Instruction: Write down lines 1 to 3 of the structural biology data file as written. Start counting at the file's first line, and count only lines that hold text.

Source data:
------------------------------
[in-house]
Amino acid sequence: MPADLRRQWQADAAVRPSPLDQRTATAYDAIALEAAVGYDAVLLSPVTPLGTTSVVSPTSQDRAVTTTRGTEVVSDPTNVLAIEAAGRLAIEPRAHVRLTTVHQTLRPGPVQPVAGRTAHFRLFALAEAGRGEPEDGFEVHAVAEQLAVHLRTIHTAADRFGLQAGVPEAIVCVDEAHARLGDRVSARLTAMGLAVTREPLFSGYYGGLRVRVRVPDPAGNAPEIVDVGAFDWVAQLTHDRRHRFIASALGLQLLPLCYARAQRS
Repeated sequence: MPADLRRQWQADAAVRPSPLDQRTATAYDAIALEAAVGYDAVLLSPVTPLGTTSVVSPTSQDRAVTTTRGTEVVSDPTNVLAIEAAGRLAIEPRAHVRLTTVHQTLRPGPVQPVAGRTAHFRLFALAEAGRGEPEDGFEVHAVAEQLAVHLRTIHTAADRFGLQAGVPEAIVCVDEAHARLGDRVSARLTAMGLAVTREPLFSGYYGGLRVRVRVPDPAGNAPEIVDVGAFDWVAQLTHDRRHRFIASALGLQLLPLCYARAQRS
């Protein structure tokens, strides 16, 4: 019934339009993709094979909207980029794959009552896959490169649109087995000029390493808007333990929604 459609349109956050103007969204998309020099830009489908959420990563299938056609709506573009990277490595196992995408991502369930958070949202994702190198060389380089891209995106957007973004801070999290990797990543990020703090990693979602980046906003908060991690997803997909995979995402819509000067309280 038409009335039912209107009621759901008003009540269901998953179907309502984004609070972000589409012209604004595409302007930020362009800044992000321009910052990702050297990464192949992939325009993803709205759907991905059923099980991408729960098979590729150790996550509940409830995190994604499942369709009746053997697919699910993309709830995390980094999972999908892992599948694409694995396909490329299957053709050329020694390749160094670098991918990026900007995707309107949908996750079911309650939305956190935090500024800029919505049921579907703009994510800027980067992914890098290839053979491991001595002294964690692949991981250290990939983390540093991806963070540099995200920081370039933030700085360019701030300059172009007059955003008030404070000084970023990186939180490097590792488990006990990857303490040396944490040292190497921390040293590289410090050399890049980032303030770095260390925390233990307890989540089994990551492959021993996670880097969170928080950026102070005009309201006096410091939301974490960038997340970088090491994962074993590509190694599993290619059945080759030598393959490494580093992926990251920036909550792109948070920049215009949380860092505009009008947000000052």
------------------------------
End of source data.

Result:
[in-house]
Amino acid sequence: MPADLRRQWQADAAVRPSPLDQRTATAYDAIALEAAVGYDAVLLSPVTPLGTTSVVSPTSQDRAVTTTRGTEVVSDPTNVLAIEAAGRLAIEPRAHVRLTTVHQTLRPGPVQPVAGRTAHFRLFALAEAGRGEPEDGFEVHAVAEQLAVHLRTIHTAADRFGLQAGVPEAIVCVDEAHARLGDRVSARLTAMGLAVTREPLFSGYYGGLRVRVRVPDPAGNAPEIVDVGAFDWVAQLTHDRRHRFIASALGLQLLPLCYARAQRS
Repeated sequence: MPADLRRQWQADAAVRPSPLDQRTATAYDAIALEAAVGYDAVLLSPVTPLGTTSVVSPTSQDRAVTTTRGTEVVSDPTNVLAIEAAGRLAIEPRAHVRLTTVHQTLRPGPVQPVAGRTAHFRLFALAEAGRGEPEDGFEVHAVAEQLAVHLRTIHTAADRFGLQAGVPEAIVCVDEAHARLGDRVSARLTAMGLAVTREPLFSGYYGGLRVRVRVPDPAGNAPEIVDVGAFDWVAQLTHDRRHRFIASALGLQLLPLCYARAQRS